• Ron Palillo: Another of last year’s Sweathog casualties, you made such an impression as the braying underachieving Arnold Horshack on Welcome Back, Kotter that it pretty much killed your career as an actor. There were a few other roles over the years, including a stint on One Life to Live, as well as the inevitable appearances on The Love Boat and Murder, She Wrote. You wound up directing plays and teaching drama at your alma mater, the University of Connecticut. (14-VIII-2012, at 63)

  • Phyllis Thaxter: Your screen career began as Van Johnson’s wife in Thirty Seconds Over Tokyo, and you went on to work with Tracy and Hepburn (The Sea of Grass), Robert Mitchum (Blood on the Moon), Ronald Reagan (She’s Working Her Way Through College), Gary Cooper (Springfield Rifle) and Burt Lancaster (Jim Thorpe—All-American). In the 1950s you overcame polio, which you endured while pregnant, and went on to numerous guest roles on TV. But most of us will always remember you as Glenn Ford’s wife and Christopher Reeve’s adoptive mother in the 1978 blockbuster Superman. (14-VIII-2012, at 92)

  • Maureen Toal: A six-decade veteran of the stage in Ireland, the UK and America, you appeared in plays penned by Oliver Goldsmith, Brian Friel, Tennessee Williams, Seán O’Casey, Frank McGuinness and John B. Keane, among others. You often appeared with your then-husband Milo O’Shea, including the films Ulysses and Paddy. Other films included the 1968 comedy Otley (with Tom Courtnay and Romy Schneider), Summer Lightning and Snakes and Ladders. But for people in Ireland you will, first and foremost, always have been one particular character. That would be pub owner Teasy McDaid for nearly a decade on the rural soap Glenroe. (24-VIII-2012, at 80)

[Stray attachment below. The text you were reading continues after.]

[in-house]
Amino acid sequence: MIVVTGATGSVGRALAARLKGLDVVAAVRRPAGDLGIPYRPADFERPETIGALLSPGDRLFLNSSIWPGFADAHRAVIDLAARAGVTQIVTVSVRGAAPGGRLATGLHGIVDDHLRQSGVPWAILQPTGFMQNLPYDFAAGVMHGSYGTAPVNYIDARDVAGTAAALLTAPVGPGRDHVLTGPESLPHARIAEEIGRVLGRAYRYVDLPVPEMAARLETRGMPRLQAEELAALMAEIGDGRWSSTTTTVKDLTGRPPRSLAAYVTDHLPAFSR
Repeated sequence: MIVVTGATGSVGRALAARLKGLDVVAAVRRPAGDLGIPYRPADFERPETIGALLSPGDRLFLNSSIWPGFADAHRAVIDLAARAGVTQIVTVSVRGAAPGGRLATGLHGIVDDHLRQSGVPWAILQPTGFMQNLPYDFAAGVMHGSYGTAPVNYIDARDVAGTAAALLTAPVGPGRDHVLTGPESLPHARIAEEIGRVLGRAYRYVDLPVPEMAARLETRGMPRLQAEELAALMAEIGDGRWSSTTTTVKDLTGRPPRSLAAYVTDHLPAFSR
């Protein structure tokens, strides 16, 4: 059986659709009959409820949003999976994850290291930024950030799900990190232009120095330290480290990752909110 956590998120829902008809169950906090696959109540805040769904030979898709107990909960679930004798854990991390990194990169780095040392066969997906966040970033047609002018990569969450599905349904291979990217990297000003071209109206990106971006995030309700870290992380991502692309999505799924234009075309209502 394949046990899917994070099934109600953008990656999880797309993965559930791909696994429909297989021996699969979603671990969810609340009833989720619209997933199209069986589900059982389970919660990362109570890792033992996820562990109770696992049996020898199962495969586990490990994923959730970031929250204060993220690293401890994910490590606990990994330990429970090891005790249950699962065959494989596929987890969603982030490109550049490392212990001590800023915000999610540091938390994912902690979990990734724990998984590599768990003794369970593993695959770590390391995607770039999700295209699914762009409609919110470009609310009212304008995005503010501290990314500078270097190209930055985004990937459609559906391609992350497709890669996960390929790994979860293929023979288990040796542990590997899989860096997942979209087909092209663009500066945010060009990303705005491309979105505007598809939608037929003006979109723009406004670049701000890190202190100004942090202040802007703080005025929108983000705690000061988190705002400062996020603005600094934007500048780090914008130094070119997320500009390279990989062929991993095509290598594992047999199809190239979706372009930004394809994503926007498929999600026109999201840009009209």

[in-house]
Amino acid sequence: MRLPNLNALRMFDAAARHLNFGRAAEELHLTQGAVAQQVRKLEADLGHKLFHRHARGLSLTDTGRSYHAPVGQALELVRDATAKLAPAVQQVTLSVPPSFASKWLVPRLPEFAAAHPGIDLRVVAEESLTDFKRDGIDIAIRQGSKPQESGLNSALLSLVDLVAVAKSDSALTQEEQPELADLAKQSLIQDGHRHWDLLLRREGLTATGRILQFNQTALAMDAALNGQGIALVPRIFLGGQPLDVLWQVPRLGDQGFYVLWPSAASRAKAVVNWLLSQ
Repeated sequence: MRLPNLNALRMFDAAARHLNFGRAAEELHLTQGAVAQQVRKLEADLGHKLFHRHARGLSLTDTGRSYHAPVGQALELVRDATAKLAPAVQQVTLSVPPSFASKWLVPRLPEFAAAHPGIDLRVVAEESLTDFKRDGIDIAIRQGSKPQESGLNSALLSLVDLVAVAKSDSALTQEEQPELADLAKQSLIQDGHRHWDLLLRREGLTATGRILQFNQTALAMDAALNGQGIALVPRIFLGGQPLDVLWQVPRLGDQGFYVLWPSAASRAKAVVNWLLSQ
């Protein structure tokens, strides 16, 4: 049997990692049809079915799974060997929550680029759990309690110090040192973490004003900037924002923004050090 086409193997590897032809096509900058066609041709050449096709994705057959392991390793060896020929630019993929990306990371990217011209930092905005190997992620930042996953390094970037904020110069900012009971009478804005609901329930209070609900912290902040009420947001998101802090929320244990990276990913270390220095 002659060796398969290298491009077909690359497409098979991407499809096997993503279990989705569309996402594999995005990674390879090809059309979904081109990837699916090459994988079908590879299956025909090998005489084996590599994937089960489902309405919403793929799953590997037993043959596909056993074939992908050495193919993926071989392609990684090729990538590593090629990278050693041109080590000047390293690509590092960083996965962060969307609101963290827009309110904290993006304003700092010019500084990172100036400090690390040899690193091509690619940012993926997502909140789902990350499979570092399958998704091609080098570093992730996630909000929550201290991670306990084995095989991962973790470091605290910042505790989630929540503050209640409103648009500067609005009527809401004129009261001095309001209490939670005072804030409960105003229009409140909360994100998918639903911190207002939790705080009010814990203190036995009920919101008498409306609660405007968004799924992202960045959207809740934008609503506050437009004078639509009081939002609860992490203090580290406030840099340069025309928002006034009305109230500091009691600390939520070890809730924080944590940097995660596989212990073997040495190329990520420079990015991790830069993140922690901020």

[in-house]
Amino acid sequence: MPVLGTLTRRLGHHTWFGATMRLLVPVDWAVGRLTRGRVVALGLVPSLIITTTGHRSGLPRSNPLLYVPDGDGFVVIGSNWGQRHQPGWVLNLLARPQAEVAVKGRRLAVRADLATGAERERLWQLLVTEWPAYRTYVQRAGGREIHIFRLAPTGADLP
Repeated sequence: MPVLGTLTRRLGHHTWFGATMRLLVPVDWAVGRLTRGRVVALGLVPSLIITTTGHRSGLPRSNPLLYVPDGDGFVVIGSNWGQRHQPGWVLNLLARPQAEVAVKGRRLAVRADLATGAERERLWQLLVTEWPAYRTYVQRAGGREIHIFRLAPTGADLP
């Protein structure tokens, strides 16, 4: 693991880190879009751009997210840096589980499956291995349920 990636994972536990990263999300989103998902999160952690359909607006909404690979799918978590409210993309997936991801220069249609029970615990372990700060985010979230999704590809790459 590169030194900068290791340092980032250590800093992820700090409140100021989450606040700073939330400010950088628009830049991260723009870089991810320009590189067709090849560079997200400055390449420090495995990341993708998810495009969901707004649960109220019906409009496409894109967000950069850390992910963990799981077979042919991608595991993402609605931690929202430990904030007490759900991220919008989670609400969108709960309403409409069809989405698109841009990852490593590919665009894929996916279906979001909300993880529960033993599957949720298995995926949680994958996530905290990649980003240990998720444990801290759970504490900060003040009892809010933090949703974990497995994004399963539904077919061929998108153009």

• William Windom: In an interview, you said that the role you were most proud of was playing Richard III on the stage in Biarritz, France, where you were enrolled in the American University while stationed in postwar Germany. But everyone else will remember you for different roles. Some will remember you as the prosecuting attorney who went up against Gregory Peck in To Kill a Mockingbird. Others might recall you for a couple of Twilight Zone episodes in which you played an army major who inexplicably wakes up in a room with a ballerina, a clown, a tramp and a bagpiper and, in the other episode, a doctor to Robert Duvall who is obsessed with the goings-on in a dollhouse. Some might remember you as the Minnesota congressman who employs Inger Stevens as a governess in The Farmer’s Daughter. Still others will focus on the fact that you were Commander Decker, whose crew is killed by a planet-destroying robot in the Star Trek episode “The Doomsday Machine.” (You would reprise the role in a 2004 episode of Star Trek: Voyager.) Those same people are liable to also remember you as the president in Escape from the Planet of the Apes. Still others would recognize you as the local doctor in Jessica Fletcher’s Maine town on Murder, She Wrote. You were also Frank Buckman on the 1990s TV series Parenthood and the voice of Uncle Chuck on Sonic the Hedgehog. But your standout role was as the James Thurber-inspired writer and family man perpetually caught up in his own imagination on the 1969-70 TV series My World and Welcome to It. (16-VIII-2012, at 88)